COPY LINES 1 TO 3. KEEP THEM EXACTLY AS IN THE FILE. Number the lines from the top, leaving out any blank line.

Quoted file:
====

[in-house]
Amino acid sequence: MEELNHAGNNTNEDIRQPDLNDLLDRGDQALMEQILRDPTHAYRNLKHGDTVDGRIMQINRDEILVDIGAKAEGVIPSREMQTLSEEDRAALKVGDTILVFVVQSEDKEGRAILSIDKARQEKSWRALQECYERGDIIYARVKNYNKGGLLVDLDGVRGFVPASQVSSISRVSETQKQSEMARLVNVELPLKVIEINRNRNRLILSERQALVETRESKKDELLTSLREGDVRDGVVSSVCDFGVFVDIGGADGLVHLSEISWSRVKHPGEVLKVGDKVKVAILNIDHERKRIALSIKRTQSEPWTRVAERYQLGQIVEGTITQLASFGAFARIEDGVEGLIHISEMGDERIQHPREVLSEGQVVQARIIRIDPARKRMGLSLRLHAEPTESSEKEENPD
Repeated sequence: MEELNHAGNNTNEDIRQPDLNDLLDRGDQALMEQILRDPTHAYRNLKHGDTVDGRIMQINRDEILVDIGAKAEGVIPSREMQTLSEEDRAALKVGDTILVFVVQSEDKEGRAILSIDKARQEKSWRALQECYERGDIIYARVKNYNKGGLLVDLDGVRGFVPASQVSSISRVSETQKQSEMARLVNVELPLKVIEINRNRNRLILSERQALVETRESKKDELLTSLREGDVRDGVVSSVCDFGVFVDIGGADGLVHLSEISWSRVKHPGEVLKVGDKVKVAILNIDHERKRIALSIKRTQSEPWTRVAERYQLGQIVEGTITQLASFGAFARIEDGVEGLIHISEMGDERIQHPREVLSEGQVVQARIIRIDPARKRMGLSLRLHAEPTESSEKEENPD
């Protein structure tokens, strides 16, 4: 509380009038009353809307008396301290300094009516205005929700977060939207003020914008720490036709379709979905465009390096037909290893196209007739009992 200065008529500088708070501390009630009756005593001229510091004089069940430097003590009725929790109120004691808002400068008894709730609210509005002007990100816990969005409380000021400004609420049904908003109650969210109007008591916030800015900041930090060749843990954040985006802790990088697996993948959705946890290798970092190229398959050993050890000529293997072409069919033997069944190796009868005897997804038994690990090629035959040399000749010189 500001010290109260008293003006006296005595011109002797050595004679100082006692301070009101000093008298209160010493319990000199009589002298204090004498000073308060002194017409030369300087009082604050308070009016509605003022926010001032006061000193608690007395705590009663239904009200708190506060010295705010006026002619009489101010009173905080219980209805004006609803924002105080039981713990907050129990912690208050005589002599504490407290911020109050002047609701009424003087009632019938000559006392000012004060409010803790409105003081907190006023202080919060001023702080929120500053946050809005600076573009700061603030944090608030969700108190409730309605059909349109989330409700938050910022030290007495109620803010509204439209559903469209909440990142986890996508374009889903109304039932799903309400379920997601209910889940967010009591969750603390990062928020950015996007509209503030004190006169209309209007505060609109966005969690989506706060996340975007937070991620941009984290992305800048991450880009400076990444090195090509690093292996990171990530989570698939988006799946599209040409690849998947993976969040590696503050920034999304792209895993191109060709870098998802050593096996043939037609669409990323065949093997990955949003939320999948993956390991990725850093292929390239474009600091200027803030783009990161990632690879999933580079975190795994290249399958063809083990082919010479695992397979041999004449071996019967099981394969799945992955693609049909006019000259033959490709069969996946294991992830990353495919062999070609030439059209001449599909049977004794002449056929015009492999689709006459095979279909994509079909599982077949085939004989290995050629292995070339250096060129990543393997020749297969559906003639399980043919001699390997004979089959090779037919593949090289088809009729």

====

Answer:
[in-house]
Amino acid sequence: MEELNHAGNNTNEDIRQPDLNDLLDRGDQALMEQILRDPTHAYRNLKHGDTVDGRIMQINRDEILVDIGAKAEGVIPSREMQTLSEEDRAALKVGDTILVFVVQSEDKEGRAILSIDKARQEKSWRALQECYERGDIIYARVKNYNKGGLLVDLDGVRGFVPASQVSSISRVSETQKQSEMARLVNVELPLKVIEINRNRNRLILSERQALVETRESKKDELLTSLREGDVRDGVVSSVCDFGVFVDIGGADGLVHLSEISWSRVKHPGEVLKVGDKVKVAILNIDHERKRIALSIKRTQSEPWTRVAERYQLGQIVEGTITQLASFGAFARIEDGVEGLIHISEMGDERIQHPREVLSEGQVVQARIIRIDPARKRMGLSLRLHAEPTESSEKEENPD
Repeated sequence: MEELNHAGNNTNEDIRQPDLNDLLDRGDQALMEQILRDPTHAYRNLKHGDTVDGRIMQINRDEILVDIGAKAEGVIPSREMQTLSEEDRAALKVGDTILVFVVQSEDKEGRAILSIDKARQEKSWRALQECYERGDIIYARVKNYNKGGLLVDLDGVRGFVPASQVSSISRVSETQKQSEMARLVNVELPLKVIEINRNRNRLILSERQALVETRESKKDELLTSLREGDVRDGVVSSVCDFGVFVDIGGADGLVHLSEISWSRVKHPGEVLKVGDKVKVAILNIDHERKRIALSIKRTQSEPWTRVAERYQLGQIVEGTITQLASFGAFARIEDGVEGLIHISEMGDERIQHPREVLSEGQVVQARIIRIDPARKRMGLSLRLHAEPTESSEKEENPD